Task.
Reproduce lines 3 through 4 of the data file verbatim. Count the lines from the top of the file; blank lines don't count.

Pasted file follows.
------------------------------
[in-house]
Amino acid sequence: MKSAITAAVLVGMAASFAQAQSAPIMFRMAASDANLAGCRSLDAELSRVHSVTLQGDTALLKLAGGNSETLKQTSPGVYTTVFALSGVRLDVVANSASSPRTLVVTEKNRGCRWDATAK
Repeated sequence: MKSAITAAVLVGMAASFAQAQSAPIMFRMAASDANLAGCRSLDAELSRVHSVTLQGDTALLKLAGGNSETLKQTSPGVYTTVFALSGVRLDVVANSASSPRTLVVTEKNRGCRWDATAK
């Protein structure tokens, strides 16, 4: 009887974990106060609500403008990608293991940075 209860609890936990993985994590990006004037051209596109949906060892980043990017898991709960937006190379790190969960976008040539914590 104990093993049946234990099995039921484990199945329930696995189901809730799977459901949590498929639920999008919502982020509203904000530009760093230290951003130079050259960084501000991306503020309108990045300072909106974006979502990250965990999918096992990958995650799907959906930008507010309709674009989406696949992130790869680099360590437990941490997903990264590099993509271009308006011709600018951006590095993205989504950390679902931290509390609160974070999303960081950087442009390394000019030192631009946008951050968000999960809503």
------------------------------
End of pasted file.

Repeated sequence: MKSAITAAVLVGMAASFAQAQSAPIMFRMAASDANLAGCRSLDAELSRVHSVTLQGDTALLKLAGGNSETLKQTSPGVYTTVFALSGVRLDVVANSASSPRTLVVTEKNRGCRWDATAK
């Protein structure tokens, strides 16, 4: 009887974990106060609500403008990608293991940075 209860609890936990993985994590990006004037051209596109949906060892980043990017898991709960937006190379790190969960976008040539914590 104990093993049946234990099995039921484990199945329930696995189901809730799977459901949590498929639920999008919502982020509203904000530009760093230290951003130079050259960084501000991306503020309108990045300072909106974006979502990250965990999918096992990958995650799907959906930008507010309709674009989406696949992130790869680099360590437990941490997903990264590099993509271009308006011709600018951006590095993205989504950390679902931290509390609160974070999303960081950087442009390394000019030192631009946008951050968000999960809503």